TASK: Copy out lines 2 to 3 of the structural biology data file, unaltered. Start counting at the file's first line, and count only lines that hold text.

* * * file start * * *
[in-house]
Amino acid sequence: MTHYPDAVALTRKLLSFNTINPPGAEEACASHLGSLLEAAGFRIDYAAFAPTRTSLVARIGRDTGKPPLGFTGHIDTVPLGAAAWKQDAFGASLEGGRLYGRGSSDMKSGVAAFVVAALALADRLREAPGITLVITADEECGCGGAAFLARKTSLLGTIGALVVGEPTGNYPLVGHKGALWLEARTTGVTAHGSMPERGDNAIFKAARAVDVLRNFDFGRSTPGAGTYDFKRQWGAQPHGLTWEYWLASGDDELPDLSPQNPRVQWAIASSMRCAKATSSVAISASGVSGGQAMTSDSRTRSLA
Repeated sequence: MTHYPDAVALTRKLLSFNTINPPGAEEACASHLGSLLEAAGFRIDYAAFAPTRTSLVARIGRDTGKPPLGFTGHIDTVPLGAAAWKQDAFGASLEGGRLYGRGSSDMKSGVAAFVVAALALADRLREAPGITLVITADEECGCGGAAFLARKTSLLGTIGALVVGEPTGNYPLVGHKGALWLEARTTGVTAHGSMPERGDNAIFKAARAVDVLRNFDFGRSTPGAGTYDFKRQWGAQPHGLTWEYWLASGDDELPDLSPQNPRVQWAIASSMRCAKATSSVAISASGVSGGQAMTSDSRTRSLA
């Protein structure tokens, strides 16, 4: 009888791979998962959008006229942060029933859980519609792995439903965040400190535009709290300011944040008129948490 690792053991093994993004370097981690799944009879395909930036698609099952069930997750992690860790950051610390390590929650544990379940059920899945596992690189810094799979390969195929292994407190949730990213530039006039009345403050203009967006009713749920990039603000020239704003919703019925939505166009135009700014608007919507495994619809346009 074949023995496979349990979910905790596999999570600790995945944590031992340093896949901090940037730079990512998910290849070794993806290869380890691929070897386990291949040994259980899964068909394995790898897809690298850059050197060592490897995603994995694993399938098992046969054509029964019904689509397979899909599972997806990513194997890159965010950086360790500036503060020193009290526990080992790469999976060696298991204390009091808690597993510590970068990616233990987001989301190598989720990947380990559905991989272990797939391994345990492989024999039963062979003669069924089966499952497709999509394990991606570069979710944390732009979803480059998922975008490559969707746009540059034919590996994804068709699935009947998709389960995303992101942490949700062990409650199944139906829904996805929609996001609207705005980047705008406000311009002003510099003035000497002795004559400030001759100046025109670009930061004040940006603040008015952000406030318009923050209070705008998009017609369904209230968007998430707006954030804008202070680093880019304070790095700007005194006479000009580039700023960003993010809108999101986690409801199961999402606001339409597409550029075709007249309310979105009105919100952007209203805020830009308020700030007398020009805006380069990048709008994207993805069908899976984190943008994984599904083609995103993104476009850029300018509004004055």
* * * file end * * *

Amino acid sequence: MTHYPDAVALTRKLLSFNTINPPGAEEACASHLGSLLEAAGFRIDYAAFAPTRTSLVARIGRDTGKPPLGFTGHIDTVPLGAAAWKQDAFGASLEGGRLYGRGSSDMKSGVAAFVVAALALADRLREAPGITLVITADEECGCGGAAFLARKTSLLGTIGALVVGEPTGNYPLVGHKGALWLEARTTGVTAHGSMPERGDNAIFKAARAVDVLRNFDFGRSTPGAGTYDFKRQWGAQPHGLTWEYWLASGDDELPDLSPQNPRVQWAIASSMRCAKATSSVAISASGVSGGQAMTSDSRTRSLA
Repeated sequence: MTHYPDAVALTRKLLSFNTINPPGAEEACASHLGSLLEAAGFRIDYAAFAPTRTSLVARIGRDTGKPPLGFTGHIDTVPLGAAAWKQDAFGASLEGGRLYGRGSSDMKSGVAAFVVAALALADRLREAPGITLVITADEECGCGGAAFLARKTSLLGTIGALVVGEPTGNYPLVGHKGALWLEARTTGVTAHGSMPERGDNAIFKAARAVDVLRNFDFGRSTPGAGTYDFKRQWGAQPHGLTWEYWLASGDDELPDLSPQNPRVQWAIASSMRCAKATSSVAISASGVSGGQAMTSDSRTRSLA